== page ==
Short Man Stands Tall


I should have concluded that statement about Michael Buffer with “…it’s probably happened, probably in a Klitschko fight.”  In fact, the more I think about it, the more familiar the “good try, credit for effort” speech from Klitschko-Adamek seems.  I think even the most jaded heavyweight fans realized Adamek’s demonstration of heart and physical durability was inspirational.  So did Michael Buffer.  But the truth is Adamek’s punch stats and success in the ring yesterday, were at best, similar to those produced by the larger heavyweights who the Klitschkos have been fighting for the past few years.

While matches against walking targets like Briggs and Rahman were perfunctory, even the cowardly David Haye against Wladimir and peak-of-flabbiness Cris Arreola against Vitali kept the crowd involved most of the way through their fights. Even so, those fighters, who had the advantage of much larger physical frames than that of Adamek (Tomasz Adamek is 6’1”, Cris Arreola is 6’4”) made similar punchstat results much less impressive.  When Haye fought Wladimir he was transparent in his false bravado and mostly seemed to think he could win by calling fouls.  By the end of his fight against Vitali, Cris Arreola seemed to rouse himself to an ineffective, feverish pace, flabbing all around the ring and landing more shots on a Klitschko than possibly anyone since Lennox Lewis.  But then immediately after the bell rang, in the post-fight interview, Arreola started sobbing and whining like a big 300 pound crybaby.  That sure changes the character of the fight for an admiring fan. Personally, I have a lot of respect for Arreola and my faith remained steady through the period when he refused to get in shape.  Having boxed at the amateur level a few times, I know how passion, nervous energy and a wounded ego can overwhelm a fighter’s emotions.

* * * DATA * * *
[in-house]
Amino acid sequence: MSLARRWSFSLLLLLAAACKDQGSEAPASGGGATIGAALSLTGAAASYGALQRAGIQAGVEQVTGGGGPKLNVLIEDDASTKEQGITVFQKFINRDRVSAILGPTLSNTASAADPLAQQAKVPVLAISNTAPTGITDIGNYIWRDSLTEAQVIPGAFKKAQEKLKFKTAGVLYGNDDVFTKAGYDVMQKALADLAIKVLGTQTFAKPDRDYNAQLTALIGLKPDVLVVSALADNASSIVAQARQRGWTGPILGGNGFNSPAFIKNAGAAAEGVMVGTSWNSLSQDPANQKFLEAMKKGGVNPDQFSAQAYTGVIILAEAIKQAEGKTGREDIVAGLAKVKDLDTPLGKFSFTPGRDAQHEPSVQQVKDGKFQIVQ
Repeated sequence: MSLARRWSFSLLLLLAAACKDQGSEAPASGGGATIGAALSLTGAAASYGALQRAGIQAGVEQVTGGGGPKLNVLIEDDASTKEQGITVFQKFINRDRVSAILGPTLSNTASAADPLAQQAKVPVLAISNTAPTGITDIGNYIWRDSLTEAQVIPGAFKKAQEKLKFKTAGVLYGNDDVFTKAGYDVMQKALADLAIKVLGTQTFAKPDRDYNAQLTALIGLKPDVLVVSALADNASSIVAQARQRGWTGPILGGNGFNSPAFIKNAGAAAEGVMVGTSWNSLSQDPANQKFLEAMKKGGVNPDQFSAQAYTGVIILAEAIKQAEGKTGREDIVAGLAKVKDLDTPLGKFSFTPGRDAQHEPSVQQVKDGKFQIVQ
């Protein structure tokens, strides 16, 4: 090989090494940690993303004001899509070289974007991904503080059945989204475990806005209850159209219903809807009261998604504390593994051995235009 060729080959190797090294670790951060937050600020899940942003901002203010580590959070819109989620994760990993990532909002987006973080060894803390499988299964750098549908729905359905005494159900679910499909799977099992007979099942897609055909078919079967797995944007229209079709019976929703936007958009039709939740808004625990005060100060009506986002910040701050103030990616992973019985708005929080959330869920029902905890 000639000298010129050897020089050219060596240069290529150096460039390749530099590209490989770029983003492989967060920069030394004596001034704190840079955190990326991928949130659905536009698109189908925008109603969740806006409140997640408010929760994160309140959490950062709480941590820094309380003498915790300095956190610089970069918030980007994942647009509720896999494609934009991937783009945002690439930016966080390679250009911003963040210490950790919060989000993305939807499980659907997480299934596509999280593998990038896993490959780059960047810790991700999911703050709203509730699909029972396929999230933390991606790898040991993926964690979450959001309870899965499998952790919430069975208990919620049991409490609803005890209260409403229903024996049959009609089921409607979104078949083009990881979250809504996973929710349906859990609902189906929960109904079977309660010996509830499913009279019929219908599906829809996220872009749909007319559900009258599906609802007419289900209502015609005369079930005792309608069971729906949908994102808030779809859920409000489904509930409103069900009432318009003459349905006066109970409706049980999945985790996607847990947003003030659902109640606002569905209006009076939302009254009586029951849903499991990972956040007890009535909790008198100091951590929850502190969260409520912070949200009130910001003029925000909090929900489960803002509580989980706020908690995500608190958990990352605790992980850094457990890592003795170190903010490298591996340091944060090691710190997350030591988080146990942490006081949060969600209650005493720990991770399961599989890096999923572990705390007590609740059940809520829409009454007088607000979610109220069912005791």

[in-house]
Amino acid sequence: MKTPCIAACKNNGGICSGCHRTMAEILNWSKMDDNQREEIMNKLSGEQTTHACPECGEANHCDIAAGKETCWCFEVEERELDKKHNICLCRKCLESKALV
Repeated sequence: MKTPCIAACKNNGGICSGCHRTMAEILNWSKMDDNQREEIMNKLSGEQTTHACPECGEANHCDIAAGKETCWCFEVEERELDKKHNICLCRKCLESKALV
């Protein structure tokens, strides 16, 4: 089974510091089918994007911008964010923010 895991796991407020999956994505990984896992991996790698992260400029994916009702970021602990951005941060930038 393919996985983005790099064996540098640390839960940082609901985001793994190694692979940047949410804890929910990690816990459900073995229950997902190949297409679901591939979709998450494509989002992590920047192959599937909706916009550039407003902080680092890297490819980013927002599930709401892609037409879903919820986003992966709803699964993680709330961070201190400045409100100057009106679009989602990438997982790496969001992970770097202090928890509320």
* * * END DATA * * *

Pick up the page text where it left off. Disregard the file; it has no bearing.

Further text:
But come on.

Adamek looked terrified in the first round, but started using his jab to the body to find position in the 2nd.  Though he was caught squarely more often than some of Vitali’s other opponents, Adamek was able to spring back to his feet after almost all of the knockdowns he suffered.  The first knockdown was actually scored in round 2, but the referee let the fight continue because the ropes held Adamek as he fell and because he so immediately sprang back at Klitschko with a spirited left hook.  Ironically, it was in this round that Adamek had started to find offensive opportunities, but he quickly realized, like all other Klitschko opponents, that trying to take advantage of those opportunities just isn’t worth it.  It was clear by then that Adamek was making a sincere effort.  After two more knockdowns at the end of Vitali’s punishing right hand, Adamek’s determination shifted.  Instead of trying for an offensive opening, Adamek set his focus on standing his ground, refusing to run or look for ways out of the fight, like others have in the past (Haye).  I would have been surprised if Adamek had been put down for good because he is such a sturdy fighter, but it was clear that Vitali could have made that happen if he had wanted to risk it.  In reality, it may have been one of the easier fights for either of the Klitschkos but when boxing fans look back at the performance these opponents put on, they should remember the heart and courage each of them showed.  If they’ve been watching, they’ll remember that none of them stood as tall as 6’1” Tomasz Adamek.

Robert Schlesinger/EPA, from Associated Press

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